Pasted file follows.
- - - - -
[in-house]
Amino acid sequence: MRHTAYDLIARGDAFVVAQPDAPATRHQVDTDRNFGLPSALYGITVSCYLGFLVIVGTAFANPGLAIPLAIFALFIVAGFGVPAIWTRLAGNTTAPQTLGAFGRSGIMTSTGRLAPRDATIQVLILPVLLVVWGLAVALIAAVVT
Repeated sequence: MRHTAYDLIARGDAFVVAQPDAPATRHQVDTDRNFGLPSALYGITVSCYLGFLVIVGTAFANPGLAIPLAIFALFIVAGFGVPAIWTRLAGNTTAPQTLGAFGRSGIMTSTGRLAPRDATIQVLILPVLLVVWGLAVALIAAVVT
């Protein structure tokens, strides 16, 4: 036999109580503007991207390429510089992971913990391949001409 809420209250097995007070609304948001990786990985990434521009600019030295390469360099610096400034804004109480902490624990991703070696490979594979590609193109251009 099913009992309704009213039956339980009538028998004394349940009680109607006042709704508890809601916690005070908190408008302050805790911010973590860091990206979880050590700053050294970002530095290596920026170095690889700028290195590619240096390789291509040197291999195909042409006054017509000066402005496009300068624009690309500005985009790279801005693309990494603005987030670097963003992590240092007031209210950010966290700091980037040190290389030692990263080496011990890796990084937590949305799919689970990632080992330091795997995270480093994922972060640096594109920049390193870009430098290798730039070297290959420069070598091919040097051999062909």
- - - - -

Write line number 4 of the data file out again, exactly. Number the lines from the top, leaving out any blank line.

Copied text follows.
């Protein structure tokens, strides 16, 4: 036999109580503007991207390429510089992971913990391949001409 809420209250097995007070609304948001990786990985990434521009600019030295390469360099610096400034804004109480902490624990991703070696490979594979590609193109251009 099913009992309704009213039956339980009538028998004394349940009680109607006042709704508890809601916690005070908190408008302050805790911010973590860091990206979880050590700053050294970002530095290596920026170095690889700028290195590619240096390789291509040197291999195909042409006054017509000066402005496009300068624009690309500005985009790279801005693309990494603005987030670097963003992590240092007031209210950010966290700091980037040190290389030692990263080496011990890796990084937590949305799919689970990632080992330091795997995270480093994922972060640096594109920049390193870009430098290798730039070297290959420069070598091919040097051999062909």